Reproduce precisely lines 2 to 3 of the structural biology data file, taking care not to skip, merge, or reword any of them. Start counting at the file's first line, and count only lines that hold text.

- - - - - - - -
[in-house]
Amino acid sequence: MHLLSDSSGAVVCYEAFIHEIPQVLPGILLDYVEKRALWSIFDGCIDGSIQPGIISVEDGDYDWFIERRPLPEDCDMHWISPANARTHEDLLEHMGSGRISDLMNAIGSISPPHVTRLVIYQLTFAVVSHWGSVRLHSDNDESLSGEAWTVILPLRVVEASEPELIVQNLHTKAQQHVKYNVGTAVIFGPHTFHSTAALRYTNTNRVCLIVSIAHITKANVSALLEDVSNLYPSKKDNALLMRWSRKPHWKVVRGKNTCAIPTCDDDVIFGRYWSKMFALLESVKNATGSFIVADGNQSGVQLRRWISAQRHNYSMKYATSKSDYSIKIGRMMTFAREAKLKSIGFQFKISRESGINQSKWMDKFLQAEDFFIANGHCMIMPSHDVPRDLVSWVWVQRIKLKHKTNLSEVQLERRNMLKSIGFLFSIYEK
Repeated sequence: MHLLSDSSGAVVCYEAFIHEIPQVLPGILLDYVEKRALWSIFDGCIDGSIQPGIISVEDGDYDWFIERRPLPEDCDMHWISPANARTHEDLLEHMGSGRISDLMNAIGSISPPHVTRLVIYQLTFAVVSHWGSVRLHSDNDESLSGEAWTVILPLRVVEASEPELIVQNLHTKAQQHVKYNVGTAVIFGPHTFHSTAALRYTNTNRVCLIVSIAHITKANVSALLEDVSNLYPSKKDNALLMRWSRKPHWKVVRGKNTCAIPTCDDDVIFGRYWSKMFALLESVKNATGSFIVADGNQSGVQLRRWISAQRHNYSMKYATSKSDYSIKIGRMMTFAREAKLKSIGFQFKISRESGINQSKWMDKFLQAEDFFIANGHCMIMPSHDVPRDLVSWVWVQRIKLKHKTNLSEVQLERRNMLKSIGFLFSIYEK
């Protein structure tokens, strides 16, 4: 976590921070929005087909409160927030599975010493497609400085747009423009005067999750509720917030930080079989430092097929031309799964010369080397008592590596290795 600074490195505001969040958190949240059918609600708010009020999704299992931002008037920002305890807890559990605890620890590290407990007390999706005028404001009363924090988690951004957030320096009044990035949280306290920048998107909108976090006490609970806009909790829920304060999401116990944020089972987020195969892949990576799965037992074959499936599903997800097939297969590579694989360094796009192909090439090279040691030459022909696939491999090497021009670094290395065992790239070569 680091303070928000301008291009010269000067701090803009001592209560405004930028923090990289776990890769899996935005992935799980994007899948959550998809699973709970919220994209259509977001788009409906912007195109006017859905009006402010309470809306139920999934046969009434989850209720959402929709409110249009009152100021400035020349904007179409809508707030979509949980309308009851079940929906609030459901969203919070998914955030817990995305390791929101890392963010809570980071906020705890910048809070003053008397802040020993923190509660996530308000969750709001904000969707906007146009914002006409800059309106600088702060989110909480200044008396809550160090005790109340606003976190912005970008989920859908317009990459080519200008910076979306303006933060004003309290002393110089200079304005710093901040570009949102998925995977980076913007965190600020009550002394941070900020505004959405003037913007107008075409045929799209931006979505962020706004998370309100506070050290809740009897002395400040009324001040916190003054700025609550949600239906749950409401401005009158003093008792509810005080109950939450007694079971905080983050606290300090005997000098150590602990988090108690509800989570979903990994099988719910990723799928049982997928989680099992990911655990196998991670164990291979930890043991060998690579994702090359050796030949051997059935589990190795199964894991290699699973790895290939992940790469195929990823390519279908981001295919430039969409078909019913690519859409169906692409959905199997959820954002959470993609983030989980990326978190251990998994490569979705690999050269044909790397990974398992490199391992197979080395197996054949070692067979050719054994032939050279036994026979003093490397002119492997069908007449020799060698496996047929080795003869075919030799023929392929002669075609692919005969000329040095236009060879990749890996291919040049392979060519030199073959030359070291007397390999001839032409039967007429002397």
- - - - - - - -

Amino acid sequence: MHLLSDSSGAVVCYEAFIHEIPQVLPGILLDYVEKRALWSIFDGCIDGSIQPGIISVEDGDYDWFIERRPLPEDCDMHWISPANARTHEDLLEHMGSGRISDLMNAIGSISPPHVTRLVIYQLTFAVVSHWGSVRLHSDNDESLSGEAWTVILPLRVVEASEPELIVQNLHTKAQQHVKYNVGTAVIFGPHTFHSTAALRYTNTNRVCLIVSIAHITKANVSALLEDVSNLYPSKKDNALLMRWSRKPHWKVVRGKNTCAIPTCDDDVIFGRYWSKMFALLESVKNATGSFIVADGNQSGVQLRRWISAQRHNYSMKYATSKSDYSIKIGRMMTFAREAKLKSIGFQFKISRESGINQSKWMDKFLQAEDFFIANGHCMIMPSHDVPRDLVSWVWVQRIKLKHKTNLSEVQLERRNMLKSIGFLFSIYEK
Repeated sequence: MHLLSDSSGAVVCYEAFIHEIPQVLPGILLDYVEKRALWSIFDGCIDGSIQPGIISVEDGDYDWFIERRPLPEDCDMHWISPANARTHEDLLEHMGSGRISDLMNAIGSISPPHVTRLVIYQLTFAVVSHWGSVRLHSDNDESLSGEAWTVILPLRVVEASEPELIVQNLHTKAQQHVKYNVGTAVIFGPHTFHSTAALRYTNTNRVCLIVSIAHITKANVSALLEDVSNLYPSKKDNALLMRWSRKPHWKVVRGKNTCAIPTCDDDVIFGRYWSKMFALLESVKNATGSFIVADGNQSGVQLRRWISAQRHNYSMKYATSKSDYSIKIGRMMTFAREAKLKSIGFQFKISRESGINQSKWMDKFLQAEDFFIANGHCMIMPSHDVPRDLVSWVWVQRIKLKHKTNLSEVQLERRNMLKSIGFLFSIYEK